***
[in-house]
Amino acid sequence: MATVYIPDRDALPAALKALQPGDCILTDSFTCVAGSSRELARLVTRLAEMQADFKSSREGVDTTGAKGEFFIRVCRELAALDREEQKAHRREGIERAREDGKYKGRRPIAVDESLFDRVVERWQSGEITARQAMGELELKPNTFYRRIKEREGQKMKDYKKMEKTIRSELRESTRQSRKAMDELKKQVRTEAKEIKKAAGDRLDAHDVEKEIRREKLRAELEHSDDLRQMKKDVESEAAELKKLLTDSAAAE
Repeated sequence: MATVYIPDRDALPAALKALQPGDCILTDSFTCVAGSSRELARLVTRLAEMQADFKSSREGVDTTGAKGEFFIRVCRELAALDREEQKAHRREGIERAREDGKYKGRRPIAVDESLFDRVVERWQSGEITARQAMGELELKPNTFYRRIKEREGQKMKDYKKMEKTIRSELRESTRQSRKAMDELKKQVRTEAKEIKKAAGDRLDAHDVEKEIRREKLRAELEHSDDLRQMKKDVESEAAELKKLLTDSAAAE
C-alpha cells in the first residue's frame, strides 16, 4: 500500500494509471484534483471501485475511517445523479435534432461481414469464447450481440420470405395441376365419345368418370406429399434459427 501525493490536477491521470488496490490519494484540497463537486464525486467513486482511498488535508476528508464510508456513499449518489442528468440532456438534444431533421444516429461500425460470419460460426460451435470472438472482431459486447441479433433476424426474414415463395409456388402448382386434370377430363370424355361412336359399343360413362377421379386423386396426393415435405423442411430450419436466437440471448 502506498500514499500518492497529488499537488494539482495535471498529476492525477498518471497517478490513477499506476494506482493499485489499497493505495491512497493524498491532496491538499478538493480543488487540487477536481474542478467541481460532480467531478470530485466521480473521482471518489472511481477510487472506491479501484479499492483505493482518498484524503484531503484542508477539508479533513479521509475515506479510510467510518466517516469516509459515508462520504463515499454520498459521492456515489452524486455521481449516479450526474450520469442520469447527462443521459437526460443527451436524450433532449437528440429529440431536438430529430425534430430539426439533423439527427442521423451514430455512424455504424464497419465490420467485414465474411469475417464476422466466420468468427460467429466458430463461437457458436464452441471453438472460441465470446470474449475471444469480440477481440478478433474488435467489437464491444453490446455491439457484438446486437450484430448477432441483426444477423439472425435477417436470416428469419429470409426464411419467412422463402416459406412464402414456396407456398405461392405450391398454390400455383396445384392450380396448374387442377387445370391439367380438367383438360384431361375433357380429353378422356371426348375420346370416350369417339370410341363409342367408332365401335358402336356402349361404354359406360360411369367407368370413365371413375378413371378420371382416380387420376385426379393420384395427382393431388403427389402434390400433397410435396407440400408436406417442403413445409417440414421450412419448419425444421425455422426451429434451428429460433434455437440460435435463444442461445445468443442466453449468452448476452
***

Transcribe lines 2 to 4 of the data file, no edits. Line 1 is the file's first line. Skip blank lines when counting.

Amino acid sequence: MATVYIPDRDALPAALKALQPGDCILTDSFTCVAGSSRELARLVTRLAEMQADFKSSREGVDTTGAKGEFFIRVCRELAALDREEQKAHRREGIERAREDGKYKGRRPIAVDESLFDRVVERWQSGEITARQAMGELELKPNTFYRRIKEREGQKMKDYKKMEKTIRSELRESTRQSRKAMDELKKQVRTEAKEIKKAAGDRLDAHDVEKEIRREKLRAELEHSDDLRQMKKDVESEAAELKKLLTDSAAAE
Repeated sequence: MATVYIPDRDALPAALKALQPGDCILTDSFTCVAGSSRELARLVTRLAEMQADFKSSREGVDTTGAKGEFFIRVCRELAALDREEQKAHRREGIERAREDGKYKGRRPIAVDESLFDRVVERWQSGEITARQAMGELELKPNTFYRRIKEREGQKMKDYKKMEKTIRSELRESTRQSRKAMDELKKQVRTEAKEIKKAAGDRLDAHDVEKEIRREKLRAELEHSDDLRQMKKDVESEAAELKKLLTDSAAAE
C-alpha cells in the first residue's frame, strides 16, 4: 500500500494509471484534483471501485475511517445523479435534432461481414469464447450481440420470405395441376365419345368418370406429399434459427 501525493490536477491521470488496490490519494484540497463537486464525486467513486482511498488535508476528508464510508456513499449518489442528468440532456438534444431533421444516429461500425460470419460460426460451435470472438472482431459486447441479433433476424426474414415463395409456388402448382386434370377430363370424355361412336359399343360413362377421379386423386396426393415435405423442411430450419436466437440471448 502506498500514499500518492497529488499537488494539482495535471498529476492525477498518471497517478490513477499506476494506482493499485489499497493505495491512497493524498491532496491538499478538493480543488487540487477536481474542478467541481460532480467531478470530485466521480473521482471518489472511481477510487472506491479501484479499492483505493482518498484524503484531503484542508477539508479533513479521509475515506479510510467510518466517516469516509459515508462520504463515499454520498459521492456515489452524486455521481449516479450526474450520469442520469447527462443521459437526460443527451436524450433532449437528440429529440431536438430529430425534430430539426439533423439527427442521423451514430455512424455504424464497419465490420467485414465474411469475417464476422466466420468468427460467429466458430463461437457458436464452441471453438472460441465470446470474449475471444469480440477481440478478433474488435467489437464491444453490446455491439457484438446486437450484430448477432441483426444477423439472425435477417436470416428469419429470409426464411419467412422463402416459406412464402414456396407456398405461392405450391398454390400455383396445384392450380396448374387442377387445370391439367380438367383438360384431361375433357380429353378422356371426348375420346370416350369417339370410341363409342367408332365401335358402336356402349361404354359406360360411369367407368370413365371413375378413371378420371382416380387420376385426379393420384395427382393431388403427389402434390400433397410435396407440400408436406417442403413445409417440414421450412419448419425444421425455422426451429434451428429460433434455437440460435435463444442461445445468443442466453449468452448476452